How growing up in an isolated area of southern India as a type-I diabetic shaped the life and career of Sampath Rangasamy, Ph.D.
Growing up in Olapalayam, an isolated area of southern India, a diagnosis of type-I diabetes at age 12 left Sampathkumar (Sampath) Rangasamy, Ph.D., with a deep desire to help those with rare diseases. Diabetes doesn’t qualify as “rare” in the West, but in a remote farming village in India it does, and it instilled an empathy in Rangasamy that allows him to identify with the children his research at TGen’s Center for Rare Childhood Disorders (C4RCD) seeks to benefit.
“Children with rare, undiagnosed disorders come to the clinic, after going from doctor to doctor without a diagnosis,” Rangasamy explains of his work. “These families undergo tremendous stress.”
Often referred to as a diagnostic odyssey, parents and child contend with the symptoms of a mysterious disorder that goes unidentified visit after visit, year after year. Now, genomic sequencing and other technologies have virtually eliminated this hardship by identifying the genetic cause of a disease so that many parents can have peace of mind in as little as 24 hours—after nearly a decade of struggle.
Rangasamy can relate.
For his family, the “diagnostic odyssey” was a literal journey. They traveled some 30 miles through the rugged backcountry, navigating unnamed streets and winding dirt paths, to secure a diagnosis. There was no refrigeration in Olapalayam, so his mother cleverly engineered a system of storage that kept the insulin in clay pots, one nested inside another, three deep, with the outer two in water to keep the center cool. “My Mom was innovative at the time,” Rangasamy observes.
These experiences throughout his formative years have shaped much of his work at C4RCD and beyond. Trying to ease the pain for families facing challenges similar to his own.
Helping Families Move Forward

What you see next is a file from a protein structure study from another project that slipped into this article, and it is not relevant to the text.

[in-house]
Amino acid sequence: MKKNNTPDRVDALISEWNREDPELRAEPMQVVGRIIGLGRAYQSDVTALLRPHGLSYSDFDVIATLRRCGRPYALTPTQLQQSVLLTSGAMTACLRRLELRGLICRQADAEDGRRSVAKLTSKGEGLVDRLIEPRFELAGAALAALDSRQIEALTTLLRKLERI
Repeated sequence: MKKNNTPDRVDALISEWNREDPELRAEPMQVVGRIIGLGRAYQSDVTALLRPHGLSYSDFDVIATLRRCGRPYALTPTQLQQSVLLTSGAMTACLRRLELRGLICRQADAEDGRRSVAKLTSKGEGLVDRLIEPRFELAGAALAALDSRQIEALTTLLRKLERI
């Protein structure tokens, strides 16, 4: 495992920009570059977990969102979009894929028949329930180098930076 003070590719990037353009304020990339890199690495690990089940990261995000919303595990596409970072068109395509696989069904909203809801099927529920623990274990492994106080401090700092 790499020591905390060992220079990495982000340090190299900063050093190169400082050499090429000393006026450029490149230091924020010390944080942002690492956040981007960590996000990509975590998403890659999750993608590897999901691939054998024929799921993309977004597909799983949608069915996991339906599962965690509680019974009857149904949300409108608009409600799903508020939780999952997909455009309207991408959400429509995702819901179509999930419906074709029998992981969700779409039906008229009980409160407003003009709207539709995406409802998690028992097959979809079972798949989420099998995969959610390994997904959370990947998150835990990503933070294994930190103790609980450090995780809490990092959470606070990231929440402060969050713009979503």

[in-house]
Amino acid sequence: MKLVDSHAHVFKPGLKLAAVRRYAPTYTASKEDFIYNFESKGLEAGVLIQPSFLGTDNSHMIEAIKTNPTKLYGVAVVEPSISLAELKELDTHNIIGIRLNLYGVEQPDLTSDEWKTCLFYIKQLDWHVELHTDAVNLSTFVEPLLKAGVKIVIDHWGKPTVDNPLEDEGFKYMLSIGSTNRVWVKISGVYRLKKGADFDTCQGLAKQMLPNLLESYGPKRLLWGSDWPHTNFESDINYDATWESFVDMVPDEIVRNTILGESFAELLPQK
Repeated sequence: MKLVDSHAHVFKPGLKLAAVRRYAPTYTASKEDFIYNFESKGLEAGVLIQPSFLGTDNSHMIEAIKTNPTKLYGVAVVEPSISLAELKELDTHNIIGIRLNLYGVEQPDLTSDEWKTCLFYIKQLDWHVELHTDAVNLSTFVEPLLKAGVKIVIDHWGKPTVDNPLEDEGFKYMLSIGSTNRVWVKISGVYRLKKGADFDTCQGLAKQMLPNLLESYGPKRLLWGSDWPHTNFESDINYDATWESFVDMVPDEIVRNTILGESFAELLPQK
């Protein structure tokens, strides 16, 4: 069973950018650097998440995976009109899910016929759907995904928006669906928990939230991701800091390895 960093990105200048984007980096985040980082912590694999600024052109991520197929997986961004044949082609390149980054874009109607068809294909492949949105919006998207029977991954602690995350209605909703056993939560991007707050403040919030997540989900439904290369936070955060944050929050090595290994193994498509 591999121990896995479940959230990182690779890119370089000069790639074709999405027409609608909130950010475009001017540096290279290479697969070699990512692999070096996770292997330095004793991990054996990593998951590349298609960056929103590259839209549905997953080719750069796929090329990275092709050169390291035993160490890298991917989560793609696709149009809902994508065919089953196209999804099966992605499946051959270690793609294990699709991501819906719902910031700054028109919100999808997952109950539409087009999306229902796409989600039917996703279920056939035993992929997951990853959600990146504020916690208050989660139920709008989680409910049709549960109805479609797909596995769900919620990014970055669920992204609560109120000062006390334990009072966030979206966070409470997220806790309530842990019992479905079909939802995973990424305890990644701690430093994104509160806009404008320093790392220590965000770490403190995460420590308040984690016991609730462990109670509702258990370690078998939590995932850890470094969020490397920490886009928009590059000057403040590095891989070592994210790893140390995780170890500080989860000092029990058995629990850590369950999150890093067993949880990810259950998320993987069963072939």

Rangasamy received his Ph.D. in Biochemistry from the University of Madras, India. After, he traveled to the States for the first time, completing his post-doctoral training through the University of New Mexico and eventually settling in Arizona. Initially, he went to the Barrow Neurological Institute (BNI) before joining TGen’s Neurogenomics Division at the Center for Rare Childhood Disorders (the Center).
At the Center, his work focuses on investigating cellular and molecular mechanisms underlying neurogenetic disorders. Rangasamy uses genetic sequencing to reach a diagnosis faster.
“My work can also play an important role after diagnosis,” Rangasamy explains. “One aspect is gene therapy. Let’s say they have a mutation in a single gene, and there is no therapeutic for them. We are developing this new technology where you put the correct gene into a virus, then the gene will enter the body and replace the gene’s bad copy with the correct copy.”
Fundamentally, gene therapy replaces a faulty gene or adds a new one in an effort to cure a disease or enhance the body’s ability to fight the disease on its own.
Viruses deliver the therapy, as they are highly effective vehicles for introducing genetic material into cells. Scientists first remove the ability of the virus to cause infectious disease, then they equip it with a “payload” that includes the therapeutic genes.
Presently, Rangasamy is focusing on several areas to develop gene therapy for rare disorders.
App Guided by Personal Experience
Rangasamy has developed other health technologies as well.
Diabetes results when the body’s ability to produce insulin on its own fails. Managing the disease requires insulin therapy to control the blood glucose level. Failure to maintain insulin balance can affect the bodies organs and lead to debilitating or life-threatening situations.
In order to maintain control, insulin pump technology replaced insulin injections to automate much of the process for those with both type 1 and type 2 diabetes. It operates like an externalized pancreas. The downside includes relocating the pump every 48 to 72 hours in a different area of the body. Usually, patients document these rotating positions in a small journal, but human error often leads to issues. People get busy and lose track of the details. A pump located in the same position on the body too many times in a row can lead to skin irritation, rashes, and other complications.
Rangasamy partnered with a friend, mathematician John Blanchard, to develop an app that guides users on where to place insulin pumps, insulin pens, and glucose monitors. It also keeps track of their position history to enable site rotation. Rangasamy has been using it personally for more than three years now.
The app, currently making its way through the patent process, could have utility for other diseases, including multiple sclerosis, cancer, or anything that needs biological injections.
Moving Full Circle
For Rangasamy, his illness and the challenges it posed provided the inspiration for innovations that have driven his career. From using genomics in the C4RCD Lab to give families peace of mind, through faster diagnosis to helping develop treatments that enlist the body in the healing process, and now, the development of an app that helps make diabetes more manageable. The joys, the inspiration and the hardships that he and his family encountered have become the motivation for discovery.